LONDON — Japanese bank Nomura picked Frankfurt as its European Union hub for when the UK leaves the 28-nation trading bloc, Bloomberg News reported.
The lender is in the process of finding office space and regulatory approval for a new base of operations, Bloomberg said, and will transfer fewer than 100 people from London.
A spokeswoman for Nomura in London declined to comment.
With the clock ticking down to March 2019, banks are not waiting to see how the UK’s talks with the European Union pan out.
The UK has been thrown into political chaos after this month’s general election returned a hung parliament, weakening rather than strengthening Prime Minister Theresa May’s credibility in the negotiations.
US investment bank Citi is preparing for a “hard Brexit” and is in the final stages of deciding where to move operations to maintain links to clients, EMEA corporate and investment banking chief, Manolo Falco, told Business Insider earlier this month.
Banks and European regulators need at least a year, if not longer, to set up fully functioning branches and subsidiaries in Europe to maintain activities. This means that if talks stumble, or the likelihood of the UK leaving the EU without a transition deal increases, banks may be forced to move quickly on plans to boost EU offices.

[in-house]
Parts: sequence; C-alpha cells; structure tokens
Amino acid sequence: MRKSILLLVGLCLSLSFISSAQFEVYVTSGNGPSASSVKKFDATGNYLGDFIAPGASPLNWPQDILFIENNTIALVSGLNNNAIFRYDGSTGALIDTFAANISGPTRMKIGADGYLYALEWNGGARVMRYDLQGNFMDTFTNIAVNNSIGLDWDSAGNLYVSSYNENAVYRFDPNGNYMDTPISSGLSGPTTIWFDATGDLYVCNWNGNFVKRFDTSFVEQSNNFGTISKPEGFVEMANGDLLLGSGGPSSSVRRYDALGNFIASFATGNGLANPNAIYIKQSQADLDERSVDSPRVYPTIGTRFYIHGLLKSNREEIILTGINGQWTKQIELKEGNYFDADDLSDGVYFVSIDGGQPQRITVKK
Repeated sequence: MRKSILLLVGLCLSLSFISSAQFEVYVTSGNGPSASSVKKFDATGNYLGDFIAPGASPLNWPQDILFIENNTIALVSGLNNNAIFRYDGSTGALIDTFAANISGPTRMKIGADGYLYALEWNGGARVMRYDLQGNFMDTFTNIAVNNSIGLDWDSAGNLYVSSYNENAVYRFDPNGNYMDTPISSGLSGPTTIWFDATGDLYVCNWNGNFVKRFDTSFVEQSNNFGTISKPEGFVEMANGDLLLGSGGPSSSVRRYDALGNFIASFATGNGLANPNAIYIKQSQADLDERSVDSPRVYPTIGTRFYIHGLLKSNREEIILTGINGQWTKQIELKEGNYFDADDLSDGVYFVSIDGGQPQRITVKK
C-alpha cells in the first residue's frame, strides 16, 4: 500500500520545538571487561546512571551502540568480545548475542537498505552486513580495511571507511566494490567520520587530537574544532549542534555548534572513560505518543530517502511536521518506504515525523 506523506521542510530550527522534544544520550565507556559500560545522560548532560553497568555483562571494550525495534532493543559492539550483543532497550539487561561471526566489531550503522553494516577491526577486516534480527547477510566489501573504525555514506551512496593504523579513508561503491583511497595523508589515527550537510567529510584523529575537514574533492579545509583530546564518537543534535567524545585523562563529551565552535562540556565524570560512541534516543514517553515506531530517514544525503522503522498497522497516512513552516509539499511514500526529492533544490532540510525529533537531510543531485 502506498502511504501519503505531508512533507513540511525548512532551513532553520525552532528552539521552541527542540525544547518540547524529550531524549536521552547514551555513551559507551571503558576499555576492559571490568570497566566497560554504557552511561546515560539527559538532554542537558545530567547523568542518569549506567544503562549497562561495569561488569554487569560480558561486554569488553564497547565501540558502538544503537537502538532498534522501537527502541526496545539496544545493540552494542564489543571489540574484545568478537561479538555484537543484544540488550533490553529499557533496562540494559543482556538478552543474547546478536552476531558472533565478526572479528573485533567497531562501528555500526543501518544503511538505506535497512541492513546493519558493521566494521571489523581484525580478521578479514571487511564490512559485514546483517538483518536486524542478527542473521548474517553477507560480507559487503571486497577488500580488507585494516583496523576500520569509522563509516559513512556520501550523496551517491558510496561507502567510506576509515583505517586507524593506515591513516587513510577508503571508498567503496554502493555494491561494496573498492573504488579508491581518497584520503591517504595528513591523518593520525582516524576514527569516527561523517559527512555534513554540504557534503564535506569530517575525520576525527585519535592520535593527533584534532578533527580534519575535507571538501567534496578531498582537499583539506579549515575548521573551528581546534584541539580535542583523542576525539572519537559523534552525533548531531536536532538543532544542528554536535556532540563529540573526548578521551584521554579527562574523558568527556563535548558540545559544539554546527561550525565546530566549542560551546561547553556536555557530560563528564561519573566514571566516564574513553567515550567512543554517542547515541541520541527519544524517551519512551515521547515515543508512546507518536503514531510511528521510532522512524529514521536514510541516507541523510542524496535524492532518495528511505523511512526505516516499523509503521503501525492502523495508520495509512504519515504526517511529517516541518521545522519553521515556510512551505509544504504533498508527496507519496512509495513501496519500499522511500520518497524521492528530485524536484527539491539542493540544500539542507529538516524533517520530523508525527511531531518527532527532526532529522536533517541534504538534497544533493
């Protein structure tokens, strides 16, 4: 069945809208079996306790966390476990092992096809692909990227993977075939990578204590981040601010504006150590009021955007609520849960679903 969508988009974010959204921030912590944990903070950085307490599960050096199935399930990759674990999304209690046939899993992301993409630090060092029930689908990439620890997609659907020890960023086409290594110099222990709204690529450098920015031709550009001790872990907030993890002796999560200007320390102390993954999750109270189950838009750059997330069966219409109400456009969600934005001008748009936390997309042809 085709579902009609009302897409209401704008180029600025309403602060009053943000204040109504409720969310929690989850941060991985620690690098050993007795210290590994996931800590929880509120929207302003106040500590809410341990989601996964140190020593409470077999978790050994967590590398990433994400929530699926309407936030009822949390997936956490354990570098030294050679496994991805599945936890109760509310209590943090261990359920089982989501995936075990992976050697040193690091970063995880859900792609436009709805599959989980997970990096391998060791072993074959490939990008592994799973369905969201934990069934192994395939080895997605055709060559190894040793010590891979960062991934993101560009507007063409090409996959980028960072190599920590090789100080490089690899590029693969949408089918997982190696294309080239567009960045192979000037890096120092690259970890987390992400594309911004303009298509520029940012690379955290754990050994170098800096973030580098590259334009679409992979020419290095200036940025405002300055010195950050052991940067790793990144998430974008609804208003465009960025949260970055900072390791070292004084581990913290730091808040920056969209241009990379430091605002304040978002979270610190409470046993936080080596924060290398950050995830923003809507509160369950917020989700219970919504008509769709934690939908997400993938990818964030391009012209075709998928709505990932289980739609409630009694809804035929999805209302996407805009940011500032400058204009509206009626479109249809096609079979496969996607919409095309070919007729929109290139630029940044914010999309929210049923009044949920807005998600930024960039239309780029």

Frankfurt could prove to be a popular destination for its proximity to the European Central Bank. Last month, Sabine Lautenschlager, vice-chair of the Frankfurt-based SSM, a unit of the ECB, said applications for European licences will be scrutinised closely.
“It is the ECB that grants licences in the euro area. And to be clear: we will only grant licences to well-capitalised and well-managed banks,” she said.
“We will not accept empty shell companies. Any new entity must have adequate local risk management, sufficient local staff and operational independence.”
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